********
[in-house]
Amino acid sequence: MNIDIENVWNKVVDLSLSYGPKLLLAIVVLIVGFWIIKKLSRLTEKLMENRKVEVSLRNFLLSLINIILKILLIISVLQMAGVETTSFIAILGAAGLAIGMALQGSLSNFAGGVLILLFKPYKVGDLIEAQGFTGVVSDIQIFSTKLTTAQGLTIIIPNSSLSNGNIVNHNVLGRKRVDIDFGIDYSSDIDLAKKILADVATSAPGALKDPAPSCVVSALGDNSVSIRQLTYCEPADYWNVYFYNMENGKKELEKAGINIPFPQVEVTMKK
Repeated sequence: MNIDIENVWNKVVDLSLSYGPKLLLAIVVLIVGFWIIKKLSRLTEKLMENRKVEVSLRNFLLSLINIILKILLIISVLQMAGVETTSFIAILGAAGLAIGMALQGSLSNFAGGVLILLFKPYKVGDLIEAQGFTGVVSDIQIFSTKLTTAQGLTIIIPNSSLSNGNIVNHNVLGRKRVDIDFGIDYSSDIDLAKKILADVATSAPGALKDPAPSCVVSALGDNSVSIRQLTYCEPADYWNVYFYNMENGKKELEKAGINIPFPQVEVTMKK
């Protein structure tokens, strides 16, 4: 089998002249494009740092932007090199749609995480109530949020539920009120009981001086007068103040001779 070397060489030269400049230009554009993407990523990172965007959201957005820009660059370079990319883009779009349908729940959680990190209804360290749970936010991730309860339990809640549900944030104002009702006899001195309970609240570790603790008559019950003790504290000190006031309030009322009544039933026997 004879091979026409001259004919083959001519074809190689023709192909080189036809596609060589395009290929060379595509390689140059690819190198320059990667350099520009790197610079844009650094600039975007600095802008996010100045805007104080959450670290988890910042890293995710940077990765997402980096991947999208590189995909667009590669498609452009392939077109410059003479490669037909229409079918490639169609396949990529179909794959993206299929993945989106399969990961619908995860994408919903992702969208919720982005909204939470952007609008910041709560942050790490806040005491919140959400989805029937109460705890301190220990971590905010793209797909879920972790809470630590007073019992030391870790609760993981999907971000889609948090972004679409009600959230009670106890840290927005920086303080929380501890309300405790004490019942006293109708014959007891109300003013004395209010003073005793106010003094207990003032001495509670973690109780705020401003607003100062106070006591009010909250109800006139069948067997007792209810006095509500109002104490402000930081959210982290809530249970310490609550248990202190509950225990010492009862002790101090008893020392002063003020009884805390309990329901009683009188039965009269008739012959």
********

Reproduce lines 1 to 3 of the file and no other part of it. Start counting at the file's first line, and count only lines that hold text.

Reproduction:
[in-house]
Amino acid sequence: MNIDIENVWNKVVDLSLSYGPKLLLAIVVLIVGFWIIKKLSRLTEKLMENRKVEVSLRNFLLSLINIILKILLIISVLQMAGVETTSFIAILGAAGLAIGMALQGSLSNFAGGVLILLFKPYKVGDLIEAQGFTGVVSDIQIFSTKLTTAQGLTIIIPNSSLSNGNIVNHNVLGRKRVDIDFGIDYSSDIDLAKKILADVATSAPGALKDPAPSCVVSALGDNSVSIRQLTYCEPADYWNVYFYNMENGKKELEKAGINIPFPQVEVTMKK
Repeated sequence: MNIDIENVWNKVVDLSLSYGPKLLLAIVVLIVGFWIIKKLSRLTEKLMENRKVEVSLRNFLLSLINIILKILLIISVLQMAGVETTSFIAILGAAGLAIGMALQGSLSNFAGGVLILLFKPYKVGDLIEAQGFTGVVSDIQIFSTKLTTAQGLTIIIPNSSLSNGNIVNHNVLGRKRVDIDFGIDYSSDIDLAKKILADVATSAPGALKDPAPSCVVSALGDNSVSIRQLTYCEPADYWNVYFYNMENGKKELEKAGINIPFPQVEVTMKK